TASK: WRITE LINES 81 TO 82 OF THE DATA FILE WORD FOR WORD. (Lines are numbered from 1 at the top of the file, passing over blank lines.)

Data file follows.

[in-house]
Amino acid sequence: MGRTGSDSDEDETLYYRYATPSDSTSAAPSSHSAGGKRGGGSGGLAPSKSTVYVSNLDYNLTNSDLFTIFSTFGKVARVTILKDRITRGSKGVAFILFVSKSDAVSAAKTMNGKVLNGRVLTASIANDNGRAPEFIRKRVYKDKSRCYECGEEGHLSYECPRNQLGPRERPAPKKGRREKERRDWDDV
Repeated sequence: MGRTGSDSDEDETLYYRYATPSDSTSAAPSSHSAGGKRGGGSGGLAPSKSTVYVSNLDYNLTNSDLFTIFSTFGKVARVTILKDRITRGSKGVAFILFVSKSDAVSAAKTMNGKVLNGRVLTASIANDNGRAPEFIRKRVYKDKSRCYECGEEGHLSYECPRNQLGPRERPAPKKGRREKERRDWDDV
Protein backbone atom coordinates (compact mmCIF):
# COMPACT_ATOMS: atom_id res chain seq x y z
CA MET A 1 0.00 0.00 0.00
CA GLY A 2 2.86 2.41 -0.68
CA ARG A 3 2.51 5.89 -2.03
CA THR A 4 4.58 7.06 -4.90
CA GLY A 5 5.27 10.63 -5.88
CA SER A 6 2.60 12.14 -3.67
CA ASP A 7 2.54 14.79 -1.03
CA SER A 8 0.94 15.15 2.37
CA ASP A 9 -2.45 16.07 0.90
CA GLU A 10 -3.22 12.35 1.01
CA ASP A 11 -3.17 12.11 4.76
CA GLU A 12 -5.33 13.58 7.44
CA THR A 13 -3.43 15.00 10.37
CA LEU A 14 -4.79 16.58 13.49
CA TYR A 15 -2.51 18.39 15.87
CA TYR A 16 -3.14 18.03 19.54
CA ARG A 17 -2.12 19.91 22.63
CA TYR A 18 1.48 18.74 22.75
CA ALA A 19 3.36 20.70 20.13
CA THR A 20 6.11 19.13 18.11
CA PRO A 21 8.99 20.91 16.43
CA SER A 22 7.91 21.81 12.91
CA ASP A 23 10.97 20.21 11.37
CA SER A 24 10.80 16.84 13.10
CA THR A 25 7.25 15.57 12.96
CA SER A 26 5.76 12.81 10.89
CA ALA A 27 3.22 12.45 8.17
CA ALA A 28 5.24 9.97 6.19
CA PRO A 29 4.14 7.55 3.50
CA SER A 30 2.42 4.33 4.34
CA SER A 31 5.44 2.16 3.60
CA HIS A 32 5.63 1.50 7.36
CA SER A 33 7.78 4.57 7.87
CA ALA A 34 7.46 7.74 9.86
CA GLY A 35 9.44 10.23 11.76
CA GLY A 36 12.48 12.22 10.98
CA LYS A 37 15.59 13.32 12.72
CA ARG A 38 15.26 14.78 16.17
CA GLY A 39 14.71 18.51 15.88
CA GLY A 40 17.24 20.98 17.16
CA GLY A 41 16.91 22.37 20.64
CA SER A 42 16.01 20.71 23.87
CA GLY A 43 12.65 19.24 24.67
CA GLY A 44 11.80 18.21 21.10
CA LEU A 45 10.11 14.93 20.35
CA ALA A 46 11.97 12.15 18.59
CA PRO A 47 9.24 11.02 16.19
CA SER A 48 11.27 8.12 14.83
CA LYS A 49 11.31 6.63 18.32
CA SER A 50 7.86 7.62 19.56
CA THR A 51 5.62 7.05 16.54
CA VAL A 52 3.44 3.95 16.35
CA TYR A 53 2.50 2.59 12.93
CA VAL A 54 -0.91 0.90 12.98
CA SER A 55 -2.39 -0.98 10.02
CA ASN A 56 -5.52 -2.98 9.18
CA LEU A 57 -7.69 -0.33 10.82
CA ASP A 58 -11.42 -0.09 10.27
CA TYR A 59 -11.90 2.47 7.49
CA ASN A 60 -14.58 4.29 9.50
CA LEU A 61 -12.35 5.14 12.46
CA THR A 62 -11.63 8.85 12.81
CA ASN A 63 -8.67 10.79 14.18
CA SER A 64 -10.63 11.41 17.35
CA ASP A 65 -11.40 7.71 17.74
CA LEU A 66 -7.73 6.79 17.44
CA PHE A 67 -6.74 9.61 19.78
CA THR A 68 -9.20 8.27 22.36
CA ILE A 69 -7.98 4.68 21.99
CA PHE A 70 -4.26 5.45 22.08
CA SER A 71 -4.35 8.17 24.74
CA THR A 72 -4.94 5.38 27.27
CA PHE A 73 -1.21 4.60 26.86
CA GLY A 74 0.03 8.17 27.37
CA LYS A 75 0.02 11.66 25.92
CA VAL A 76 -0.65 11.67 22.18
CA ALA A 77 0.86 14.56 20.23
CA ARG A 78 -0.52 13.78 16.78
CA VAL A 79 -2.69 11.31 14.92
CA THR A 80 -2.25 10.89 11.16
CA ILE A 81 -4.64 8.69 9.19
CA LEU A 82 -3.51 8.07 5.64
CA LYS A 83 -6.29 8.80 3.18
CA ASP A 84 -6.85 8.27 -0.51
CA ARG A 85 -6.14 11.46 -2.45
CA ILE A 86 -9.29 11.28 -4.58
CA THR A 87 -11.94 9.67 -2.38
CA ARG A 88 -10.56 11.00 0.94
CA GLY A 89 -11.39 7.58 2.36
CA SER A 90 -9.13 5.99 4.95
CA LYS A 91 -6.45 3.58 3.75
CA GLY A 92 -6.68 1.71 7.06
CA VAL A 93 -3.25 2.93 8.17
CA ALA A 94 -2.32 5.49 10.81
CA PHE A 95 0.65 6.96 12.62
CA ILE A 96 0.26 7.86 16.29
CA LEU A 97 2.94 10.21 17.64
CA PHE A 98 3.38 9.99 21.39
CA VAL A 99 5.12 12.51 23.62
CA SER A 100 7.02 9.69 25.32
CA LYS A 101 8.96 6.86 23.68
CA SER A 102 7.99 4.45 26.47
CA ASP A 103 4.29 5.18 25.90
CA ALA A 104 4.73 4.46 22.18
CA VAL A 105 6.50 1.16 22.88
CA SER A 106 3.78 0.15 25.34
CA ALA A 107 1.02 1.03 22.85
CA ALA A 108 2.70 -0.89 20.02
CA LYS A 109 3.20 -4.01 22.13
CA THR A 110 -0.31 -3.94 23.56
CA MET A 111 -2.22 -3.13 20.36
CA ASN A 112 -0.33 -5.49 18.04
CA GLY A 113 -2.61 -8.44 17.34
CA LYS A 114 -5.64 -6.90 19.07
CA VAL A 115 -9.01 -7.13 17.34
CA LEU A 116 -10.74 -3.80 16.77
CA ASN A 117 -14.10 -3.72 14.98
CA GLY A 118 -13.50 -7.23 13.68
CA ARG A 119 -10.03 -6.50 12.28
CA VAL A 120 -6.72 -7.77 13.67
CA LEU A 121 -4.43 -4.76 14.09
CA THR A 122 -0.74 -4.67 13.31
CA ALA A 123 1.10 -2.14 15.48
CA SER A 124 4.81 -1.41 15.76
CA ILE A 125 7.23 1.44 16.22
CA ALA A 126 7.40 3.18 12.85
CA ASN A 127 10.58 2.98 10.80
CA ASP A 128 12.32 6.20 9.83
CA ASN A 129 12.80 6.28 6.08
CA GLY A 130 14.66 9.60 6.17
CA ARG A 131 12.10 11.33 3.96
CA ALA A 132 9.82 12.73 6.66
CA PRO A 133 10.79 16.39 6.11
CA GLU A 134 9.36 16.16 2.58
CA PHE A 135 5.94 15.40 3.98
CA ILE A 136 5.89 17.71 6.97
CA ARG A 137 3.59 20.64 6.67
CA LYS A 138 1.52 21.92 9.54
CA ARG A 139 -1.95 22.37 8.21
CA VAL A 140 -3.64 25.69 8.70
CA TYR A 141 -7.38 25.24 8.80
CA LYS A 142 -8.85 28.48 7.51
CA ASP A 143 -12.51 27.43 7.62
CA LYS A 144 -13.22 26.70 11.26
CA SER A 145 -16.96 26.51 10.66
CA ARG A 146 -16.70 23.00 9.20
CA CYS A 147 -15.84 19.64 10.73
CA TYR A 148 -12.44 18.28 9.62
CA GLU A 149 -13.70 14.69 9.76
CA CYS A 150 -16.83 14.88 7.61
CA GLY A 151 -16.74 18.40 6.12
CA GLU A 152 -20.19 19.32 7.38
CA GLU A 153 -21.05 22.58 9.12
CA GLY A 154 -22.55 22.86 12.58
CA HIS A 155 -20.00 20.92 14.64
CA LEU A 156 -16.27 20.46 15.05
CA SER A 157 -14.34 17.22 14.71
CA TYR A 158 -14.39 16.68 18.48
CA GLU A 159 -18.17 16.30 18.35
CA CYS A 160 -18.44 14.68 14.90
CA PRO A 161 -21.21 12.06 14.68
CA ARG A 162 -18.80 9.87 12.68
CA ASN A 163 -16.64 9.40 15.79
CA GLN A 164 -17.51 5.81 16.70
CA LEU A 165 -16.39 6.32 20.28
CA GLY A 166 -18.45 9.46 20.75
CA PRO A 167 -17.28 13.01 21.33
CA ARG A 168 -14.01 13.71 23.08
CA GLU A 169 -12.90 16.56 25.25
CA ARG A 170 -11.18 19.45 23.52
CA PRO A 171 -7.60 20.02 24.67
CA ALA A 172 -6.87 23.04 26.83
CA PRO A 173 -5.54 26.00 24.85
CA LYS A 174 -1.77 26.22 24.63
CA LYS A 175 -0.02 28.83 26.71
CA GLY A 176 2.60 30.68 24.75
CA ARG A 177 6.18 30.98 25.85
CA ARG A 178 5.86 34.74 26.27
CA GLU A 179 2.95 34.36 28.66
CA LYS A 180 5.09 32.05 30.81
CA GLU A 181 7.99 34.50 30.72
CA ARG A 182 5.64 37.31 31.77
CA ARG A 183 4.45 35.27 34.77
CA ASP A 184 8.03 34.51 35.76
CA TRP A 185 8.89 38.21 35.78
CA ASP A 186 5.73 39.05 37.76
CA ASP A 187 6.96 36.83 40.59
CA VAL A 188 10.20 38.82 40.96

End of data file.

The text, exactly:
CA VAL A 76 -0.65 11.67 22.18
CA ALA A 77 0.86 14.56 20.23